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Monday, February 13, 2017

Non-Muslims invited to express fear, objection to Act 355

Non-Muslims are invited to a public dialogue with PAS on the proposed Syariah Courts (Criminal Jurisdiction) Act 1965 (Act 355) in Penang on Feb 25.
The dialogue will be at the Penang YMCA, from 8pm to 11pm, and will be attended by PAS central working committee member and Kelantan executive councillor Fadzli Hassan, and Kelantan-Federal Hudud Technical committee member Ahmad Jailani Abdul Ghani.
The event is organised by a Penangite and retired medical doctor, Dr Ronnie Ooi, in his own personal capacity.
Ooi is an "inactive" member of Gerakan. In 1978, he stood unsuccessfully as a candidate for the Tanjung seat in Penang.
He believes that one must oppose Act 355 as a “critical friend and not as an enemy”.
“The act is very alien to us, non-Muslims. We view it with anger and fear but anger provides no solutions,” Ooi told a press conference today.
He was accompanied by several PAS leaders including Ahmad Jailani, Penang PAS Dakwah bureau chief Amir Hamzah Abdul Hashim, civil and syarie lawyer Khairul Kamal Razali, and state PAS inter-faith committee chief Abdul Rahman Kassim.
PAS president Abdul Hadi Awang tabled the bill in Parliament, and it is expected to be debated and passed in the coming sitting in March.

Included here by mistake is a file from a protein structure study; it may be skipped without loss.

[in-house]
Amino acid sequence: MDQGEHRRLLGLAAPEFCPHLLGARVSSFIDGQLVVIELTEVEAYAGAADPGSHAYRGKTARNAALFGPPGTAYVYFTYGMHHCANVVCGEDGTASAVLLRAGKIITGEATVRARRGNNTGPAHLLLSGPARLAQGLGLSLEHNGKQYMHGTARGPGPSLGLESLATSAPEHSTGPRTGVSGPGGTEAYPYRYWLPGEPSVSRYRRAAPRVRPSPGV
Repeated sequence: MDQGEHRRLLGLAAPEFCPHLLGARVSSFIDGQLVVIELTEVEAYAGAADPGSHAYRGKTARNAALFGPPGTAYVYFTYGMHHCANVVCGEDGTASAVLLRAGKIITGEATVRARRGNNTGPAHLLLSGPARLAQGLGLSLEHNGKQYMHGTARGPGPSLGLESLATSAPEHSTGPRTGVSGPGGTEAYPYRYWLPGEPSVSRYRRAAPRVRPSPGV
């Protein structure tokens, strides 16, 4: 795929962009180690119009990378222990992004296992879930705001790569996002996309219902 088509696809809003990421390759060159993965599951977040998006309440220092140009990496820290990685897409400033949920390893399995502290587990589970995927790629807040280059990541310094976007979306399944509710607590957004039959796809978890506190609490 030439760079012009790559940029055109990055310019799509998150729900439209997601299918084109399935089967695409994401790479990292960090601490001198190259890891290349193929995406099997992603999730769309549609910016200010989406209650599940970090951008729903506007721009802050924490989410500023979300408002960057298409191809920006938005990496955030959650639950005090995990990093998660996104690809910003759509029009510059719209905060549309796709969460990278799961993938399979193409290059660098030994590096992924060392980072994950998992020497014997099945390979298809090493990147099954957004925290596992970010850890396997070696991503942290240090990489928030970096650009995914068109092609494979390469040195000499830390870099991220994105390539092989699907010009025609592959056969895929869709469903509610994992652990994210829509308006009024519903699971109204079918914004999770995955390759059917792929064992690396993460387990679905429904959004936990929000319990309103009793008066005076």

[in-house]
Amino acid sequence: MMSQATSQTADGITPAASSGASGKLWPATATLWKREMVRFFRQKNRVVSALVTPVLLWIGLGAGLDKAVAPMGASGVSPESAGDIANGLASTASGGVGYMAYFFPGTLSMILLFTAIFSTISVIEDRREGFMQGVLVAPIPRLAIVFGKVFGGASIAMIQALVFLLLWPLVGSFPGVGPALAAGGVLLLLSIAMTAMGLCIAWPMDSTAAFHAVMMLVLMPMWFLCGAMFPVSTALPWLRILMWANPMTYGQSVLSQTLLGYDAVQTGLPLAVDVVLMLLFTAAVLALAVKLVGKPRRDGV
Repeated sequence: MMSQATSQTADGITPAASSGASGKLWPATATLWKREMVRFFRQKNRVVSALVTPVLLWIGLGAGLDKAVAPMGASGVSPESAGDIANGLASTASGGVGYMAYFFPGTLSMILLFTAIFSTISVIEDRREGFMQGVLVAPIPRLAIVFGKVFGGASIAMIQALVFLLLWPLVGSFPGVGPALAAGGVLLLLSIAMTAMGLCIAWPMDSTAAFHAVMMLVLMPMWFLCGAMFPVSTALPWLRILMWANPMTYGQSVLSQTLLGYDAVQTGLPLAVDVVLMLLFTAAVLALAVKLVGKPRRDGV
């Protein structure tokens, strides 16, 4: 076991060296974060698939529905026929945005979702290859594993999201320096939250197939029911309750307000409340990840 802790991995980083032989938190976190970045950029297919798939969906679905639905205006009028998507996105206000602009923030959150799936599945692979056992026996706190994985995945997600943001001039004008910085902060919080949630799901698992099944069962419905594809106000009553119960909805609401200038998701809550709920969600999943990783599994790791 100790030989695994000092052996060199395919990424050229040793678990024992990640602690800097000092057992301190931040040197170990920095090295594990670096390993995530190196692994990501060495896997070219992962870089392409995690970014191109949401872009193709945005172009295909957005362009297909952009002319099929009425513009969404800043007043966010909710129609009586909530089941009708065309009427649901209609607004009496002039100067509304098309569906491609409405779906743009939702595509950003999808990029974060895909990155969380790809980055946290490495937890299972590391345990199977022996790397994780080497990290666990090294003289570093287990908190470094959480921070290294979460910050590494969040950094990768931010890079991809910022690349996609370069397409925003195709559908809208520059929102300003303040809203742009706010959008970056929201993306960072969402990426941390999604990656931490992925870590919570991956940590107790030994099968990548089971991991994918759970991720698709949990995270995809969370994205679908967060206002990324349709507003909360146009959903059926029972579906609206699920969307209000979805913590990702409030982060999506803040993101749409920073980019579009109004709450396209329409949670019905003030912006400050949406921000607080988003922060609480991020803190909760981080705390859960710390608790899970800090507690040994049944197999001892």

“We need to find out the full details of Hadi’s proposal and tell PAS our fears and objections to their faces,” Ooi (photo) said.
He believes people should not let the issue split the country into Muslims and non-Muslims “who do not speak to each other”.
Ooi said opposing hudud does not mean not being able to work with PAS on issues like corruption in government.
DAP and PAS were split over Hadi’s tabling of the bill in 2015, and this led to the death of Pakatan Rakyat and the forming of Pakatan Harapan, with PAS splinter, Parti Amanah Negara.
Promote peace and harmony
Ahmad Jailani welcomed all non-Muslims to attend the event, saying the party wants to promote “peace and harmony”.
“Whichever religion, whether Christians, Buddhists or Hindus want to be allowed to practice their own religion. It is the same with us, we want to be able to practice what is in our holy book,” he said.
Ahmad Jailani said the amendments to Hadi’s bill will be explained during the forum.
For example, Hadi’s bill to amend Act 355 only allows syariah courts to impose fines, prison sentences and whippings and does not permit amputation of limbs for theft or stoning to death for adultery.
It does however permits for three hudud offences, namely 100 lashes for adultery, 80 lashes for qasaf (false accusation of unlawful sexual intercourse) and 40-80 lashes for alcohol drinking.
Offences such as theft, murder, drug trafficking, dangerous driving are left untouched by Hadi’s bill.
The present constitutional arrangement where there is a criminal justice system for all and a separate syariah system for Islamic offences are maintained.

“The vast majority of people will not be affected by Hadi’s bill,” said Ooi, who is the former chair of the Penang branch of the Malaysian Youth Council.
“Hadi’s bill does allow for punishment for present Muslim offences, such as khalwat (close proximity), not fasting during the holy month, to be increased.
“But such increases can only be realised through the state assemblies; thus the creation of Muslim offences and the appropriate punishment are under democratic control,” Ooi added.- Mkini

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